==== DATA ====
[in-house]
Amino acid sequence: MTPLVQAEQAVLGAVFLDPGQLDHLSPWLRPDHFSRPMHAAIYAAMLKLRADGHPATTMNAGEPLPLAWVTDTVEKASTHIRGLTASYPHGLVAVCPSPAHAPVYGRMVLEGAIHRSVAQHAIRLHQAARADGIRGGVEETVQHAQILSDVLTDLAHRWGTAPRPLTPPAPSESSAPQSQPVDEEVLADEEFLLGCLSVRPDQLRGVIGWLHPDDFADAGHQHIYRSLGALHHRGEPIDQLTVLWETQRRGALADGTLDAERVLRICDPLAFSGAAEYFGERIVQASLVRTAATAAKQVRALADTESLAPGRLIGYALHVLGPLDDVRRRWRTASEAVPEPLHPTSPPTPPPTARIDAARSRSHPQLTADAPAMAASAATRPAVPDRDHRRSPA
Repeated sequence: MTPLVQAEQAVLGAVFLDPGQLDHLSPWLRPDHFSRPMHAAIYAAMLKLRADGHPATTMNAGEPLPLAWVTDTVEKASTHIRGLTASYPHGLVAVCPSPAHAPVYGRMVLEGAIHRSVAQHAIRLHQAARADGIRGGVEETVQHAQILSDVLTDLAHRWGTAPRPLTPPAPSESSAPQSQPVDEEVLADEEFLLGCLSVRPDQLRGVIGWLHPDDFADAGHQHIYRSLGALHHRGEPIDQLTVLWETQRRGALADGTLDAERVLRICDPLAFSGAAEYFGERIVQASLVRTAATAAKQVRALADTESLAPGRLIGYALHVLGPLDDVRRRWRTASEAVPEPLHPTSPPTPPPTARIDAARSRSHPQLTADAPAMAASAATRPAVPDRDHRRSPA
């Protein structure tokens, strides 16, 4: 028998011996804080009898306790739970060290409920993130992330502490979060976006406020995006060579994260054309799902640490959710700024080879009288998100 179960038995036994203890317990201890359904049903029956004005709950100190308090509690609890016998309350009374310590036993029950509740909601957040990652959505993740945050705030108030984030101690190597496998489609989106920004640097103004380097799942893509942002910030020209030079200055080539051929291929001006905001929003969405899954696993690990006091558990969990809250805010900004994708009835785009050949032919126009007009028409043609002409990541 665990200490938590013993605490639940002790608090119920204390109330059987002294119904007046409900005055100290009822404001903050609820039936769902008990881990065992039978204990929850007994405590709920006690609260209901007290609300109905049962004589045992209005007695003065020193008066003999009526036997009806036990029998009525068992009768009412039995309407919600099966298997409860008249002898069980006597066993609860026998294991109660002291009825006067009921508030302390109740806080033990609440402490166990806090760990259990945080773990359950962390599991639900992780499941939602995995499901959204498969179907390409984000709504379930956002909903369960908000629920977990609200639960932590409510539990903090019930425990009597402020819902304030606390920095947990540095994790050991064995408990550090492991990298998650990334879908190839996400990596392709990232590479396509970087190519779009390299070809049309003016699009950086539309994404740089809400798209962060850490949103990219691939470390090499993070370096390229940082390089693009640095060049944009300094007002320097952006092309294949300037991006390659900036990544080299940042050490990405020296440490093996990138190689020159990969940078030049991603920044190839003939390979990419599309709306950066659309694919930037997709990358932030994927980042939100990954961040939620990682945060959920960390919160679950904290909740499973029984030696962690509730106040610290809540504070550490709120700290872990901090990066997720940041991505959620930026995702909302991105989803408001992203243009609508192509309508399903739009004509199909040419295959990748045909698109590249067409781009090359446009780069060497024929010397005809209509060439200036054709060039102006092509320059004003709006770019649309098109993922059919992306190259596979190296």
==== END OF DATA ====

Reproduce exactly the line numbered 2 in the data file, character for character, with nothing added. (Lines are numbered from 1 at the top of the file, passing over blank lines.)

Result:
Amino acid sequence: MTPLVQAEQAVLGAVFLDPGQLDHLSPWLRPDHFSRPMHAAIYAAMLKLRADGHPATTMNAGEPLPLAWVTDTVEKASTHIRGLTASYPHGLVAVCPSPAHAPVYGRMVLEGAIHRSVAQHAIRLHQAARADGIRGGVEETVQHAQILSDVLTDLAHRWGTAPRPLTPPAPSESSAPQSQPVDEEVLADEEFLLGCLSVRPDQLRGVIGWLHPDDFADAGHQHIYRSLGALHHRGEPIDQLTVLWETQRRGALADGTLDAERVLRICDPLAFSGAAEYFGERIVQASLVRTAATAAKQVRALADTESLAPGRLIGYALHVLGPLDDVRRRWRTASEAVPEPLHPTSPPTPPPTARIDAARSRSHPQLTADAPAMAASAATRPAVPDRDHRRSPA